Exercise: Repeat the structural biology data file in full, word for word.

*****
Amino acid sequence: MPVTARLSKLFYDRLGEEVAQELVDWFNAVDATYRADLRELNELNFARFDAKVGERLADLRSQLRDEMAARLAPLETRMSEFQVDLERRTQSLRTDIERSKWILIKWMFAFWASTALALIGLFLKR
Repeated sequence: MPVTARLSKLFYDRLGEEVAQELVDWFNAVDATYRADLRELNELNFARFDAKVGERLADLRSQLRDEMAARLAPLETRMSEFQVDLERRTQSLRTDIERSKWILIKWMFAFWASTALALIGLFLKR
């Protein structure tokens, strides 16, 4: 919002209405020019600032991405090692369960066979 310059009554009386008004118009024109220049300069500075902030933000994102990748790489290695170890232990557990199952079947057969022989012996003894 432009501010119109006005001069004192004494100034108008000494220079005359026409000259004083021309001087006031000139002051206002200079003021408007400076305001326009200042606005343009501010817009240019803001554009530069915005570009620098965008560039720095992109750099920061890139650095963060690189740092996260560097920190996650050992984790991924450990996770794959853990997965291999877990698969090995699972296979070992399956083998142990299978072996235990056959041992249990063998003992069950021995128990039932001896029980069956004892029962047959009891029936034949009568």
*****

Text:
Amino acid sequence: MPVTARLSKLFYDRLGEEVAQELVDWFNAVDATYRADLRELNELNFARFDAKVGERLADLRSQLRDEMAARLAPLETRMSEFQVDLERRTQSLRTDIERSKWILIKWMFAFWASTALALIGLFLKR
Repeated sequence: MPVTARLSKLFYDRLGEEVAQELVDWFNAVDATYRADLRELNELNFARFDAKVGERLADLRSQLRDEMAARLAPLETRMSEFQVDLERRTQSLRTDIERSKWILIKWMFAFWASTALALIGLFLKR
């Protein structure tokens, strides 16, 4: 919002209405020019600032991405090692369960066979 310059009554009386008004118009024109220049300069500075902030933000994102990748790489290695170890232990557990199952079947057969022989012996003894 432009501010119109006005001069004192004494100034108008000494220079005359026409000259004083021309001087006031000139002051206002200079003021408007400076305001326009200042606005343009501010817009240019803001554009530069915005570009620098965008560039720095992109750099920061890139650095963060690189740092996260560097920190996650050992984790991924450990996770794959853990997965291999877990698969090995699972296979070992399956083998142990299978072996235990056959041992249990063998003992069950021995128990039932001896029980069956004892029962047959009891029936034949009568």